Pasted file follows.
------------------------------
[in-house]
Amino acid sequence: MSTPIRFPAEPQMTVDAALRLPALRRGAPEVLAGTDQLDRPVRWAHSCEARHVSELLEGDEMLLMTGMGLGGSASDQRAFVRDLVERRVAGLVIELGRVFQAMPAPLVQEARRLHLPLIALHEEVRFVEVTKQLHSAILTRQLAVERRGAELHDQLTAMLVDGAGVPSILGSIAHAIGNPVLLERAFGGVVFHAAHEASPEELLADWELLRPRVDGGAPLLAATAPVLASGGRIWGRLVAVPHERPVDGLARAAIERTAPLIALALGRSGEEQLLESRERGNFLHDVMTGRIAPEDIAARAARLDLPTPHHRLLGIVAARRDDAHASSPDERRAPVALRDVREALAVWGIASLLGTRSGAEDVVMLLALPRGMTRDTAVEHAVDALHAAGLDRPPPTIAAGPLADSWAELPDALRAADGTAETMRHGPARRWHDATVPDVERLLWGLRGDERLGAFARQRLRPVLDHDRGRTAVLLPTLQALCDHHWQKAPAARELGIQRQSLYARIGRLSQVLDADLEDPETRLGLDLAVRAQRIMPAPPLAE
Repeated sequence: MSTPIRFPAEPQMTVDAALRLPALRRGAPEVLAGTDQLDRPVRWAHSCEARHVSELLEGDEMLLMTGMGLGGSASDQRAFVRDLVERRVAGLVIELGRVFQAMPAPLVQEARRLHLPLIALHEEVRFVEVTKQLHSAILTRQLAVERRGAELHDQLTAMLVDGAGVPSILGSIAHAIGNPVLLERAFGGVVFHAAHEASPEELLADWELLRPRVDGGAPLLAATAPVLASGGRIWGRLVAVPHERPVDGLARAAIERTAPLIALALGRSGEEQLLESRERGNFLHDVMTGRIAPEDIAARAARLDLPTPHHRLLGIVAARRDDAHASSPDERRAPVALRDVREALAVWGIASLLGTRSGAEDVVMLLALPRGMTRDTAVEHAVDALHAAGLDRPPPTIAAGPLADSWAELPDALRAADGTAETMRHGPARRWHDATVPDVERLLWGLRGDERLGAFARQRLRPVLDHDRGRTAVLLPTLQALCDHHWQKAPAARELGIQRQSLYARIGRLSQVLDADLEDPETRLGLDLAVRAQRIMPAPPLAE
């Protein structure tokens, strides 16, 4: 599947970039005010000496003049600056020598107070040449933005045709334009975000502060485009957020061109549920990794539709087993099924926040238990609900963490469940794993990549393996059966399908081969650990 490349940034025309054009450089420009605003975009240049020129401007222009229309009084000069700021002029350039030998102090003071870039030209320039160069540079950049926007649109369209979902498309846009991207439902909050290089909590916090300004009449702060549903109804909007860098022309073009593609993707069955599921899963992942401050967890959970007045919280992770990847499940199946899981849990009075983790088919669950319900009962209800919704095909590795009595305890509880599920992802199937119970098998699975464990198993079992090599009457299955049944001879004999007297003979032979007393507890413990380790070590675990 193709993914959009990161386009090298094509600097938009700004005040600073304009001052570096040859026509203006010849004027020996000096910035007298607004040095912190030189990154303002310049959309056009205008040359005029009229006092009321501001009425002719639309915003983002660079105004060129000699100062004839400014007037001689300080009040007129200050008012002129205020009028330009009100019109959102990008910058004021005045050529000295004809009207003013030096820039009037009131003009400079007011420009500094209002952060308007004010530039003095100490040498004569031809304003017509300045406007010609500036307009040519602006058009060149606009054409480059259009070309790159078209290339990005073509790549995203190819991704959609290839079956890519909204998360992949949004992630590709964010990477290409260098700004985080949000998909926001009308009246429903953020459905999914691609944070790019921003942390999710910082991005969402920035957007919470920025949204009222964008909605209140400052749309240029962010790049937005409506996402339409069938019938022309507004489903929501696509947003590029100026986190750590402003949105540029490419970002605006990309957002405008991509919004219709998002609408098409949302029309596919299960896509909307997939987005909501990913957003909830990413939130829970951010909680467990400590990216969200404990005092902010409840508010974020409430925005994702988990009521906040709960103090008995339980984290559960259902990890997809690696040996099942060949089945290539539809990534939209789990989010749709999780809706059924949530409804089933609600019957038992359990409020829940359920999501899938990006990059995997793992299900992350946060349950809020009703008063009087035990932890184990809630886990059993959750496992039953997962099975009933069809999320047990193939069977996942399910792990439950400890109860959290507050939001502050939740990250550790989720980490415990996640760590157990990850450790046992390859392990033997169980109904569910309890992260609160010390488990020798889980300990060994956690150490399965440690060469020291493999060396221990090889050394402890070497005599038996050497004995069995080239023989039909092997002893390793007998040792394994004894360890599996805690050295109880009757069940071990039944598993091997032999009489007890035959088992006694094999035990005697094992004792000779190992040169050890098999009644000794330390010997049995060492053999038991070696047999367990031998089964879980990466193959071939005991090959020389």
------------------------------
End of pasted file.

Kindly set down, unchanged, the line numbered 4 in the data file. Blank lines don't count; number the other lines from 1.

């Protein structure tokens, strides 16, 4: 599947970039005010000496003049600056020598107070040449933005045709334009975000502060485009957020061109549920990794539709087993099924926040238990609900963490469940794993990549393996059966399908081969650990 490349940034025309054009450089420009605003975009240049020129401007222009229309009084000069700021002029350039030998102090003071870039030209320039160069540079950049926007649109369209979902498309846009991207439902909050290089909590916090300004009449702060549903109804909007860098022309073009593609993707069955599921899963992942401050967890959970007045919280992770990847499940199946899981849990009075983790088919669950319900009962209800919704095909590795009595305890509880599920992802199937119970098998699975464990198993079992090599009457299955049944001879004999007297003979032979007393507890413990380790070590675990 193709993914959009990161386009090298094509600097938009700004005040600073304009001052570096040859026509203006010849004027020996000096910035007298607004040095912190030189990154303002310049959309056009205008040359005029009229006092009321501001009425002719639309915003983002660079105004060129000699100062004839400014007037001689300080009040007129200050008012002129205020009028330009009100019109959102990008910058004021005045050529000295004809009207003013030096820039009037009131003009400079007011420009500094209002952060308007004010530039003095100490040498004569031809304003017509300045406007010609500036307009040519602006058009060149606009054409480059259009070309790159078209290339990005073509790549995203190819991704959609290839079956890519909204998360992949949004992630590709964010990477290409260098700004985080949000998909926001009308009246429903953020459905999914691609944070790019921003942390999710910082991005969402920035957007919470920025949204009222964008909605209140400052749309240029962010790049937005409506996402339409069938019938022309507004489903929501696509947003590029100026986190750590402003949105540029490419970002605006990309957002405008991509919004219709998002609408098409949302029309596919299960896509909307997939987005909501990913957003909830990413939130829970951010909680467990400590990216969200404990005092902010409840508010974020409430925005994702988990009521906040709960103090008995339980984290559960259902990890997809690696040996099942060949089945290539539809990534939209789990989010749709999780809706059924949530409804089933609600019957038992359990409020829940359920999501899938990006990059995997793992299900992350946060349950809020009703008063009087035990932890184990809630886990059993959750496992039953997962099975009933069809999320047990193939069977996942399910792990439950400890109860959290507050939001502050939740990250550790989720980490415990996640760590157990990850450790046992390859392990033997169980109904569910309890992260609160010390488990020798889980300990060994956690150490399965440690060469020291493999060396221990090889050394402890070497005599038996050497004995069995080239023989039909092997002893390793007998040792394994004894360890599996805690050295109880009757069940071990039944598993091997032999009489007890035959088992006694094999035990005697094992004792000779190992040169050890098999009644000794330390010997049995060492053999038991070696047999367990031998089964879980990466193959071939005991090959020389």